Australia Bushfires Are ‘Obliterating’ Aboriginal Culture
When forests burn, indigenous people all too often bear the brunt. We saw that in the Amazon last year and Northern California in 2017 to point to just two recent examples where indigenous groups were hit harder and received less help in the face of massive fires. That’s to say nothing of the myriad ways the environmental and climate crises harm indigenous people on top of historical injustices.
And about those injustices. Colonialism and genocide have decimated indigenous peoples around the world, leaving them with insufficient resources to successfully navigate the colonized world or torturing those that opt to stay out of colonized society.
Australia has a particularly fraught relationship with its past and genocide committed in the name of colonial expansion. About 30 percent of indigenous households there live in poverty. Their unemployment rate is more than twice that of non-indigenous people. Compared to other western nations like the U.S., the Australian government has only recently begun to return stolen land to indigenous peoples. The Gunaikurnai were the first to win some of their lands back from the government in 1965. Yet even today, the Australian government fails to recognize Australian indigenous communities as sovereign in the way that countries such as Canada and the U.S. do.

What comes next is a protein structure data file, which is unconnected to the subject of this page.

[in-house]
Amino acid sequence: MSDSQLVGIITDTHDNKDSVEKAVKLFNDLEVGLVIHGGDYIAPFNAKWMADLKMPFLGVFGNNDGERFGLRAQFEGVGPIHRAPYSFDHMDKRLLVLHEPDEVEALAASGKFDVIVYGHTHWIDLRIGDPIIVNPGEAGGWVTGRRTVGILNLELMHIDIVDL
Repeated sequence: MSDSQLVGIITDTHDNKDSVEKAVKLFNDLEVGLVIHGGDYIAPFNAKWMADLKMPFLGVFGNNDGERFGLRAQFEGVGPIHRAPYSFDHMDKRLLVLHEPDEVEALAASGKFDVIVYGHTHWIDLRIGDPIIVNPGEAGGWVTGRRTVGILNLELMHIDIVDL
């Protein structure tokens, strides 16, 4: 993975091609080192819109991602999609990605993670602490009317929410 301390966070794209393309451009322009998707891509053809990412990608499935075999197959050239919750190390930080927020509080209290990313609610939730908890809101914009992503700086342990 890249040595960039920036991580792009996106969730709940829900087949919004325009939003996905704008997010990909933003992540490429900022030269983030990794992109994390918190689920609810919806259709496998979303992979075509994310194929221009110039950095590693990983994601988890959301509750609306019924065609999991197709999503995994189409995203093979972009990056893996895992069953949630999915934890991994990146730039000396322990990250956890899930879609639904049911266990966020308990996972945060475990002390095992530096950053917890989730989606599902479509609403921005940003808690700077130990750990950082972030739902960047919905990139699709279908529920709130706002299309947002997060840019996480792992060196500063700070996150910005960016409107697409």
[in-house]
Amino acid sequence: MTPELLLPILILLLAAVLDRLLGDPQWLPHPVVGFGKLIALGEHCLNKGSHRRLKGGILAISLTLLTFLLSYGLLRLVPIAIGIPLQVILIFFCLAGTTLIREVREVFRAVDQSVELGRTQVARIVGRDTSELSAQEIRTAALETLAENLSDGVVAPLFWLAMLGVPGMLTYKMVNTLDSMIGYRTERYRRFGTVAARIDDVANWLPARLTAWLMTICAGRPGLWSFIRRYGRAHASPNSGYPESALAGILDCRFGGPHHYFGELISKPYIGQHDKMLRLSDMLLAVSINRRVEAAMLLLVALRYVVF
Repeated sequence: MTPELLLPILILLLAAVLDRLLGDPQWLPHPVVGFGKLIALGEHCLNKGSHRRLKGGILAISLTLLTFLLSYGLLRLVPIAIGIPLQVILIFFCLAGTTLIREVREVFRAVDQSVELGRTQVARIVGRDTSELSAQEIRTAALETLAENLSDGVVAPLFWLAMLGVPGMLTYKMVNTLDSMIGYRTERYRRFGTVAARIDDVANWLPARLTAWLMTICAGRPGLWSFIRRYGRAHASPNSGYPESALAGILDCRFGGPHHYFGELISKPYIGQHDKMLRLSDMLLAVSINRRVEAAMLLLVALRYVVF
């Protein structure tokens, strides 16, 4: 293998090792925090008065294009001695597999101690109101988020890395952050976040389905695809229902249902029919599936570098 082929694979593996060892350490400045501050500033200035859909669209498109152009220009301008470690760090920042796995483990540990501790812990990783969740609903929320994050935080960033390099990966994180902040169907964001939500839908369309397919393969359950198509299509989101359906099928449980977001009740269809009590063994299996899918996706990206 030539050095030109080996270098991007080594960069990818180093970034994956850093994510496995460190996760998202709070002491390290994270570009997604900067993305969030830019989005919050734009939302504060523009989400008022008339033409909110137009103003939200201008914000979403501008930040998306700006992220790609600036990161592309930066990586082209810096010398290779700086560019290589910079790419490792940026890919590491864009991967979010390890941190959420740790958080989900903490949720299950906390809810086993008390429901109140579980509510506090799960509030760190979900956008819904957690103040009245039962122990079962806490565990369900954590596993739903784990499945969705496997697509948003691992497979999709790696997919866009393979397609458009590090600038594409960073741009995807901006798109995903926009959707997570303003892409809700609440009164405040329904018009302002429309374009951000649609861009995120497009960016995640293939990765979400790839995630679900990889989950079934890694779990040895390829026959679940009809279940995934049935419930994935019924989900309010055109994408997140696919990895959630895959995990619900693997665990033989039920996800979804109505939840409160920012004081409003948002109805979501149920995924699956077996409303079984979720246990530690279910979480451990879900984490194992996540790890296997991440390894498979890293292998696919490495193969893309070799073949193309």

The consequences in Australia have proven destructive to both indigenous communities and the countryside, and the fires are partly a result of that colonial history. When indigenous peoples lost their land, they lost the right to care for their lands. A common technique used by Australia’s First Nations includes using fire as a cultural resource to clear the forest floor and improve the health of the ecosystem, a sacred practice that ended after colonialist land grabs.
via earther.gizmodo. Australia Bushfires Are ‘Obliterating’ Aboriginal Culture